The Jefferson Hotel opened in 1895 and was a leading hotel in Richmond for several decades. Major Lewis Ginter, who made his fortune in the tobacco business, built the Jefferson. It combined beaux arts and renaissance revival architectural styles. In the lobby was a statue of the hotel’s namesake, Thomas Jefferson. By the 1970s, the hotel was down on its heels and closed in the early 1980s. The Jefferson was beautifully restored and reopened in the late 1980s. It is once again a premier hotel. A widely circulated Richmond urban legend about the Jefferson Hotel is that the lobby staircase was the model for the one in Scarlett O’Hara’s Atlanta mansion in the 1939 movie, Gone With The Wind. David Niven in his autobiography, The Moon’s a Balloon, stopped at the Jefferson in the 1930s, and to his surprise, he saw alligators swimming in a pool near the registration desk. The last alligator died in the 1940s.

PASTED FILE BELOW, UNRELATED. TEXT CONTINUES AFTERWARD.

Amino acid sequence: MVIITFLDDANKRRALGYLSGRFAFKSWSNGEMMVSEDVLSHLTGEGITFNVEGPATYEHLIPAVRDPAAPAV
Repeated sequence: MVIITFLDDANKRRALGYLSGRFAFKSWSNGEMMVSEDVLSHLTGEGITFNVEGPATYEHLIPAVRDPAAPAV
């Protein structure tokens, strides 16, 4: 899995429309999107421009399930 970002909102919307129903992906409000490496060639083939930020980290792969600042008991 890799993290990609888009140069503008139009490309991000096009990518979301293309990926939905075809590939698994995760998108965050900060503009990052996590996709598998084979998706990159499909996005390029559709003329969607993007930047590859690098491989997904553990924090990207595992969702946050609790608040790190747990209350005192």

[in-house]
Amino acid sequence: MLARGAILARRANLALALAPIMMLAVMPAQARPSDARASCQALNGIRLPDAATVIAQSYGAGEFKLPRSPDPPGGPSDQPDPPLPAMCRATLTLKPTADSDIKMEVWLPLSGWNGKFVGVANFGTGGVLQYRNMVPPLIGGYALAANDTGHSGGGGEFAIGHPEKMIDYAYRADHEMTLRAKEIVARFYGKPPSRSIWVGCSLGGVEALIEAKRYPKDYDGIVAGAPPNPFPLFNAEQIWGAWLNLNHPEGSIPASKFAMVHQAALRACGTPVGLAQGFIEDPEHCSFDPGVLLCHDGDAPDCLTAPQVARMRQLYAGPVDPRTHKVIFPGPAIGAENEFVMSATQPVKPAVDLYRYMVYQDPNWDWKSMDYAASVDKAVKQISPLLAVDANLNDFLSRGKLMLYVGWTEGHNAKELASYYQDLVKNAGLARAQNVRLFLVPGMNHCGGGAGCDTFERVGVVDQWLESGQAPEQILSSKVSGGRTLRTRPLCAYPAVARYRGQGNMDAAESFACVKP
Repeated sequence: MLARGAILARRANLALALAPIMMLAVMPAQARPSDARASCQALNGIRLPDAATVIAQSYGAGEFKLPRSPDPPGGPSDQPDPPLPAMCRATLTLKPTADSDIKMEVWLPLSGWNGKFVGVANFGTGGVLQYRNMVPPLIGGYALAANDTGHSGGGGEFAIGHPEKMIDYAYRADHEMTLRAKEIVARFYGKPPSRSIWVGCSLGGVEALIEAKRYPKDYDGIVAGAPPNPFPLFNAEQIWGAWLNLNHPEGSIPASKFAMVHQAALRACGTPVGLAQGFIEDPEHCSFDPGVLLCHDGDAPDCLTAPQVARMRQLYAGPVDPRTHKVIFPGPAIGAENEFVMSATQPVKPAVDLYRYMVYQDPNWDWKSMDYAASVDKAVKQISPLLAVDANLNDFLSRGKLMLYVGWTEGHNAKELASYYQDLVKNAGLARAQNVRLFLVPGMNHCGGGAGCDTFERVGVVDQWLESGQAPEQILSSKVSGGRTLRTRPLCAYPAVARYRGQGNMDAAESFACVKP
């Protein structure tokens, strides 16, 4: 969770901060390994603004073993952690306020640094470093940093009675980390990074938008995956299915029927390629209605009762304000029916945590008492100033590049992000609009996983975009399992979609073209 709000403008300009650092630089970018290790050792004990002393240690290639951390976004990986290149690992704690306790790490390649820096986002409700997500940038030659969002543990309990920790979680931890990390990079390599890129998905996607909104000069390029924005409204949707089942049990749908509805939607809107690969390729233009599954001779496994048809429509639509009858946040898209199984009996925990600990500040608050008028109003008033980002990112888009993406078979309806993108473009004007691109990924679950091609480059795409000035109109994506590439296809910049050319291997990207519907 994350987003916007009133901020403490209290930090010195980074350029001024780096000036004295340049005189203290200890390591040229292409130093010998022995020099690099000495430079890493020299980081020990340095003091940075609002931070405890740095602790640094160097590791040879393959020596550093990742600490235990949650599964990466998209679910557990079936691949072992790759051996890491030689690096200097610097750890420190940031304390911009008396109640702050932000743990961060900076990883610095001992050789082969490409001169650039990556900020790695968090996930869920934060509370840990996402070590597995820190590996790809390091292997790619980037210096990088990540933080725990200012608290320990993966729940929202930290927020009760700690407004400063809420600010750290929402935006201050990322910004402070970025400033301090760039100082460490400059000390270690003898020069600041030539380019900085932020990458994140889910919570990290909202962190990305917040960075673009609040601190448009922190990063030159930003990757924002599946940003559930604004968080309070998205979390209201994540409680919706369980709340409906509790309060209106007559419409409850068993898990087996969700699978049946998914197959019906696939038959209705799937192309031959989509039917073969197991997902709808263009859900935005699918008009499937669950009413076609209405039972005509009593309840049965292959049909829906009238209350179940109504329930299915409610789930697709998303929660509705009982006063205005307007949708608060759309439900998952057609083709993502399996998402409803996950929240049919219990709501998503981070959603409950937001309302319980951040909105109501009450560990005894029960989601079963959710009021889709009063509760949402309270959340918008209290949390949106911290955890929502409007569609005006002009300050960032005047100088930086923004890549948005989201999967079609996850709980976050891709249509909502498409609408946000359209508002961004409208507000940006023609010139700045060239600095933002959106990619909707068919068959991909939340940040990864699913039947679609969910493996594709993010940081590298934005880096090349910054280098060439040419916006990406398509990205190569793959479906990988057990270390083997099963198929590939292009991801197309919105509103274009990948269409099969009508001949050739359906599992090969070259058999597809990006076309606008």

Richmond Hotels Corporation operated four hotels in the center of Richmond. They were Hotel Richmond and Murphy’s Hotel adjacent to Capitol Square, the John Marshall, and the William Byrd.
Murphy’s Hotel has the longest history. At the corner of Eight Street and Broad Street, John Murphy, an Irish immigrant and Confederate veteran, erected a hotel in 1872. In 1913, he replaced it with a modern thirteen story hotel. Richmond Hotels Incorporated took control of the hotel in 1939 and renamed it the Hotel King Carter in 1949. Robert Carter (1664 – 1732), “King Carter,” was one of the wealthiest men in the thirteen colonies, making his fortune as a tobacco planter and merchant. In the late 1960s, the hotel was sold to the Commonwealth of Virginia to house state offices. By the 2000s, the building had deteriorated and was torn down in 2007.
Daniel P. Hennelly is a mystery and science fiction writer from Norfolk, Virginia. A retired university administrator, he has collected postcards since his 1960s boyhood. He specializes in vintage United States postcards. Also, he has an extensive collection of foreign cards he started after receiving a gift from a 1930s honeymoon tour in Europe.